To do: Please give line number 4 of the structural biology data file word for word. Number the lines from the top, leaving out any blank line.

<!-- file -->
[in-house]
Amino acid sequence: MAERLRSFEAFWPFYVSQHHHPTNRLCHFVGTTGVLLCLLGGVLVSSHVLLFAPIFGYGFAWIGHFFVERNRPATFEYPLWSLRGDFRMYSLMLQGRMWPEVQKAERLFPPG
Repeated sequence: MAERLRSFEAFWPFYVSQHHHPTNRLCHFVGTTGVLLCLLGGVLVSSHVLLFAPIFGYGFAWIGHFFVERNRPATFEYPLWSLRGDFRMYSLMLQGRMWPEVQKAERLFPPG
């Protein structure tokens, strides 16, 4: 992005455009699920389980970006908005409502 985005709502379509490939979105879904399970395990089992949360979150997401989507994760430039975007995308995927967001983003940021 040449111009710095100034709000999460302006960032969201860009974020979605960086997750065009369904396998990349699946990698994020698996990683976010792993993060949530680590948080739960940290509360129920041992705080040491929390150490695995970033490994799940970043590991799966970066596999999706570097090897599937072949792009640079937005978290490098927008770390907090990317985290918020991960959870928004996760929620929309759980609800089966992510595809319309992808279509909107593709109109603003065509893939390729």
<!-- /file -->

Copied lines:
């Protein structure tokens, strides 16, 4: 992005455009699920389980970006908005409502 985005709502379509490939979105879904399970395990089992949360979150997401989507994760430039975007995308995927967001983003940021 040449111009710095100034709000999460302006960032969201860009974020979605960086997750065009369904396998990349699946990698994020698996990683976010792993993060949530680590948080739960940290509360129920041992705080040491929390150490695995970033490994799940970043590991799966970066596999999706570097090897599937072949792009640079937005978290490098927008770390907090990317985290918020991960959870928004996760929620929309759980609800089966992510595809319309992808279509909107593709109109603003065509893939390729």